Friday, Oct. 7, 2016
In Arabic culture, falconry is embedded in the tradition of hunting and hawking. Throughout the Middle East, falcons are trained as part of a sport and are extremely valuable.
“That has, in the psyche of Arabic culture, that has tremendous significance,” said Akel I. Kahera, Ph.D., dean of the Virginia Commonwealth University School of the Arts in Qatar. “We wanted people to understand that.”
So, as part of this year’s Qatar Day — the annual event that brings the Qatar campus to Richmond — organizers invited a falconer to demonstrate how he commands his trained bird of prey to fly. Hundreds of students, faculty and staff attended the event, which featured free Arabic food, courtesy of local restaurant Aladdin Express, as well as henna tattoos, Arabic calligraphy and Arabian perfumes.
The collaborative event is an important cultural exchange for both campuses, Kahera said.
“Judging from the response, attendance and the list of activities, it really speaks a lot about how valuable the Qatar campus is,” he said. “But also how important global education is to this millennial group of students.
“Being in Qatar, Richmond seems so far away. They know it exists, they know it’s real. But once they are here and they’re able to experience it and they’re able to see it, walk on the campus and talk with people, it makes it even more of a concrete reality in their minds. And they really feel connected. Being here is very beneficial to all of us. Even me as an administrator.”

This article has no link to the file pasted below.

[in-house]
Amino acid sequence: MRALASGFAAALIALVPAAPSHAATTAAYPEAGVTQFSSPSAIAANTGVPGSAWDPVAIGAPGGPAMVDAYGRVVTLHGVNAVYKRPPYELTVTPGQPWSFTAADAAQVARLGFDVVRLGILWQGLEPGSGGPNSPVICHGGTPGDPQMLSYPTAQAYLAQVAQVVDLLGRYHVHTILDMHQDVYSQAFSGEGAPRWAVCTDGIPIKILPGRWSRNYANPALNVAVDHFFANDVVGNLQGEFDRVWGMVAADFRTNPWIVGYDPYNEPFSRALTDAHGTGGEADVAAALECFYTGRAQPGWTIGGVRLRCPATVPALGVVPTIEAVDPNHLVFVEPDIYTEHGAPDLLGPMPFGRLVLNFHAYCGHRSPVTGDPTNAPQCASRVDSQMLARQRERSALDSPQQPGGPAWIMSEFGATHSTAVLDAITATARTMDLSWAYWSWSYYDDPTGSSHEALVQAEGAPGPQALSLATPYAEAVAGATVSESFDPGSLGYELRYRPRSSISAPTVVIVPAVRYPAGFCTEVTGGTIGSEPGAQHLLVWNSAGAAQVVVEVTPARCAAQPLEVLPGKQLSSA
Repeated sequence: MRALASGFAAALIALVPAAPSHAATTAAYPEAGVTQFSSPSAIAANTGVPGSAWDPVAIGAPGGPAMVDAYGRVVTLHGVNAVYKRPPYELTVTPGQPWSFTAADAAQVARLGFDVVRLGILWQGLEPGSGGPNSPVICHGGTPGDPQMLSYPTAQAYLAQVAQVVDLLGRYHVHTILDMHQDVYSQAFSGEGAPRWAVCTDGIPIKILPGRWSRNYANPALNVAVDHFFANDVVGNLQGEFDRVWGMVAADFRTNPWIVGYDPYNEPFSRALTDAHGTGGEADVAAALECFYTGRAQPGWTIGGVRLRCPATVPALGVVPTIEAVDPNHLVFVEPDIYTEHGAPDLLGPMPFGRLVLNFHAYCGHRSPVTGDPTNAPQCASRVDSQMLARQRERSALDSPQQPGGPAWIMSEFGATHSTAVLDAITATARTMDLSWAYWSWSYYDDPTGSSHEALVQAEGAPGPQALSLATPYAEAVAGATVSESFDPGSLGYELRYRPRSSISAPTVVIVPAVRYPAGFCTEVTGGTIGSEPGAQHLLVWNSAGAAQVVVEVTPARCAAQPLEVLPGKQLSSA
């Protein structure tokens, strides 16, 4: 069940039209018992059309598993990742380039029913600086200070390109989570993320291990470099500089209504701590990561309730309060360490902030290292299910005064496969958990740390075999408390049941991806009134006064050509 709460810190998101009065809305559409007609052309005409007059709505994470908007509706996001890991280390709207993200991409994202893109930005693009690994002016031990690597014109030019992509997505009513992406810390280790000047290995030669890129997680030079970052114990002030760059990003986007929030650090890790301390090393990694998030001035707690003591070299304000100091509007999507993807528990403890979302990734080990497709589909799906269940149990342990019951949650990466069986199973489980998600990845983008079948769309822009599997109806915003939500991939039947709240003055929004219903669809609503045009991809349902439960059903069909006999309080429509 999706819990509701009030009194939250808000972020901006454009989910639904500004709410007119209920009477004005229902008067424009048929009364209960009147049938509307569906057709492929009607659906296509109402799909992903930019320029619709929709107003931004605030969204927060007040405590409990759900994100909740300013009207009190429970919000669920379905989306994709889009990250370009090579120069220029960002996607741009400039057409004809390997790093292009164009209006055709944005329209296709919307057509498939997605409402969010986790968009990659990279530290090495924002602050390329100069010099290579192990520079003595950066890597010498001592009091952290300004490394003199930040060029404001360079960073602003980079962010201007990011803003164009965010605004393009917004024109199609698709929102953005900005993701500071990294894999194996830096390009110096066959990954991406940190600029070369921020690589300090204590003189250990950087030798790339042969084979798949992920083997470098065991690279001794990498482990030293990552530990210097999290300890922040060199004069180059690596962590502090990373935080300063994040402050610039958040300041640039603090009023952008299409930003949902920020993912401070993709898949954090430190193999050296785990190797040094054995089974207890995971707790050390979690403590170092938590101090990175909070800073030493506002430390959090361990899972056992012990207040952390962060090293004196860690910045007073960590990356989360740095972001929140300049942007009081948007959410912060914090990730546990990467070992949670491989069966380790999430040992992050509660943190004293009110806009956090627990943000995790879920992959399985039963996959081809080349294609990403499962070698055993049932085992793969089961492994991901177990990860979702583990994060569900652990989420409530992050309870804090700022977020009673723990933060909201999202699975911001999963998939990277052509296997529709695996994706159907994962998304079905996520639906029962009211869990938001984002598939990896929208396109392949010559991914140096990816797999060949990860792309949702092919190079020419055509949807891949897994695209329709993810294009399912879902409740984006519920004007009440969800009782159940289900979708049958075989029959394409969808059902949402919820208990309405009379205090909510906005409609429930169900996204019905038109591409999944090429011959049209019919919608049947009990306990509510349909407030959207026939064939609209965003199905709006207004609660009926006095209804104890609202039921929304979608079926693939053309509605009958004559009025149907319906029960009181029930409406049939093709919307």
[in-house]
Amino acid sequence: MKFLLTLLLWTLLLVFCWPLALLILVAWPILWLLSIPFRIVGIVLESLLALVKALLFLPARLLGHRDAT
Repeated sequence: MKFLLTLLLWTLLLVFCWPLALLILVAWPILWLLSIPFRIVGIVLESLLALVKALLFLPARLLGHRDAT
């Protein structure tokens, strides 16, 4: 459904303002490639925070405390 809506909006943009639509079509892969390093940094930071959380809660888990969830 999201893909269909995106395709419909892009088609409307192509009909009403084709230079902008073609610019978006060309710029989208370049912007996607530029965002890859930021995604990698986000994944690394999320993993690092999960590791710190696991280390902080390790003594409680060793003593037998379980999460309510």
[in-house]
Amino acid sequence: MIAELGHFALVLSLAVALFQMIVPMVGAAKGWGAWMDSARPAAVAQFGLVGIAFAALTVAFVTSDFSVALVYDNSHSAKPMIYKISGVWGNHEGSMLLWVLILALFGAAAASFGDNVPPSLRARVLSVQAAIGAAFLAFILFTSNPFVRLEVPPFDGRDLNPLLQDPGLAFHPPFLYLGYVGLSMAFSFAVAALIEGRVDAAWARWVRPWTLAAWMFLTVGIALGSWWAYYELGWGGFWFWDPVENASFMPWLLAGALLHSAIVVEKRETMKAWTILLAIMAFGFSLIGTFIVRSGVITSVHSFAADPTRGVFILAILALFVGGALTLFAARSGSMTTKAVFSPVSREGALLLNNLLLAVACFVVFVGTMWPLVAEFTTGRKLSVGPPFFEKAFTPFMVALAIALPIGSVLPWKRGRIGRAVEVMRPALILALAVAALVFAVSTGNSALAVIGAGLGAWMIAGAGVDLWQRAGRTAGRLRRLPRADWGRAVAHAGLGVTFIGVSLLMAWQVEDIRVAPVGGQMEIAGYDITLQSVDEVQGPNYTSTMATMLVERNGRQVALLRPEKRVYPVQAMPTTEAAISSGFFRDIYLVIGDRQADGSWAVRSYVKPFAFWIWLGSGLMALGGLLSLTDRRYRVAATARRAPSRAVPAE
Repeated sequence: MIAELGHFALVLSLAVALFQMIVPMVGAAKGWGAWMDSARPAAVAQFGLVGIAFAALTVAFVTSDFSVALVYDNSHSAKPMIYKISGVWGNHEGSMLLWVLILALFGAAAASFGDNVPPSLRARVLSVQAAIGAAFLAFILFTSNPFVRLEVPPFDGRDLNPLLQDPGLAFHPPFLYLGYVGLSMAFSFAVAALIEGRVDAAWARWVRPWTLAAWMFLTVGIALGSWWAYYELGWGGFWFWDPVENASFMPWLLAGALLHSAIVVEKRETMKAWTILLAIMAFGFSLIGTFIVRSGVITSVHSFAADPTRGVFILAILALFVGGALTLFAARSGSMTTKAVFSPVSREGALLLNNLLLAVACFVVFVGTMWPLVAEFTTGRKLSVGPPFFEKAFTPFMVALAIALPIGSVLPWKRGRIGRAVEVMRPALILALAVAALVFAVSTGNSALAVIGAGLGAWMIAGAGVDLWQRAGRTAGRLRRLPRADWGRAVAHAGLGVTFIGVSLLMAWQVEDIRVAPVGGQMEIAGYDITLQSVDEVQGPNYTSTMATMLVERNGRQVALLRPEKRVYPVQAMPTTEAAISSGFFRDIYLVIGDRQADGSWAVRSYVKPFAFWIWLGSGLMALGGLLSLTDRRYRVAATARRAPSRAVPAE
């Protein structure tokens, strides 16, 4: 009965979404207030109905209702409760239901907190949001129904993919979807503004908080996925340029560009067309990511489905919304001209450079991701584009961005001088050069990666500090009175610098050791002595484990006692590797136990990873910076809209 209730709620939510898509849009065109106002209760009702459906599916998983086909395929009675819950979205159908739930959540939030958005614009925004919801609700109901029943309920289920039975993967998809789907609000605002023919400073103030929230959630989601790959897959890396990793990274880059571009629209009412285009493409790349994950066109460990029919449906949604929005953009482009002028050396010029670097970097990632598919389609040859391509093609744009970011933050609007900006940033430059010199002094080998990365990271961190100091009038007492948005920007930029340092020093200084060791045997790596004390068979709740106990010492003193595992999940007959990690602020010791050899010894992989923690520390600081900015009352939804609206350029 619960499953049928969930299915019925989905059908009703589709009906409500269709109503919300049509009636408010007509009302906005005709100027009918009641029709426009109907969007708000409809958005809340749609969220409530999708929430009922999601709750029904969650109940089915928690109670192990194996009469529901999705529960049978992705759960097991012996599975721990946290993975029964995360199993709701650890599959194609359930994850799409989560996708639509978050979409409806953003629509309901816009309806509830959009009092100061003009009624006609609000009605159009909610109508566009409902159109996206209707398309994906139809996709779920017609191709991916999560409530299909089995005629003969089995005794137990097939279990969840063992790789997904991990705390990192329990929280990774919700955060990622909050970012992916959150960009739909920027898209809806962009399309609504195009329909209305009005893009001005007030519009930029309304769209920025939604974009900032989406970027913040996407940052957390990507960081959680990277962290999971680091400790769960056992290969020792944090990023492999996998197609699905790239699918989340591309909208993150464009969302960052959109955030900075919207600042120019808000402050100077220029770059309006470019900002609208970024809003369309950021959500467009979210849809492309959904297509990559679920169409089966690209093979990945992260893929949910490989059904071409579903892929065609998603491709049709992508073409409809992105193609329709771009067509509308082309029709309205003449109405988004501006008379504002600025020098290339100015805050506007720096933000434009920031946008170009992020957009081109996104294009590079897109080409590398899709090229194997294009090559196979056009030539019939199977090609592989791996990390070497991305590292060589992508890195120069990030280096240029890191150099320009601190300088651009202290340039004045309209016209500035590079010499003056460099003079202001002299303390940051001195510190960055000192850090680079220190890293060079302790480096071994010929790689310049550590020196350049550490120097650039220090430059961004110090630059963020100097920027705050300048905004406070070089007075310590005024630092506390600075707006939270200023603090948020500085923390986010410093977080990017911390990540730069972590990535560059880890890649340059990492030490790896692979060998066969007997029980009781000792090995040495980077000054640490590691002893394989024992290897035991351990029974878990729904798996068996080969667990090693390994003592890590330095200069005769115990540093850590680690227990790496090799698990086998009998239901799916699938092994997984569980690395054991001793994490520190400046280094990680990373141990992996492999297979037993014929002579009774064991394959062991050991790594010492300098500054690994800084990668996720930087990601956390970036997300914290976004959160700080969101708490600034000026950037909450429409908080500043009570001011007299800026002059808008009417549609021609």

One student in particular benefited greatly from the event. The Winner of the W Hotels Designers of the Future Award, Saadia Khabab, was the sole designer of this year’s Qatar Day fashion show, her first solo show ever.
“The W Hotel has adopted her for a whole year and they promote her as a young emerging designer throughout their chain of hotels and internationally,” said Sandra Bell Wilkins, chair of the fashion department at VCUarts Qatar. “It’s an amazing experience.”
This allows them to talk to some of the students from Qatar and exchange ideas with them.
A May graduate, Khabab’s designs comprised seven pieces from her new collection, from which she took inspiration from the W Hotel and used colors according to its theme, and seven pieces from her senior collection.
“Again, if you look at the lineup of activities, the idea of culture and what it means in a global environment is incredibly important,” Kahera said. “And we encourage the Richmond students to come to Qatar. This [event] allows them to talk to some of the students from Qatar and exchange ideas with them.
“I’m happy to be here as always. Even to see the response. To see the crowd enjoy the fashion show and the food and all of the people who have come to gather to make this a tremendous success.”
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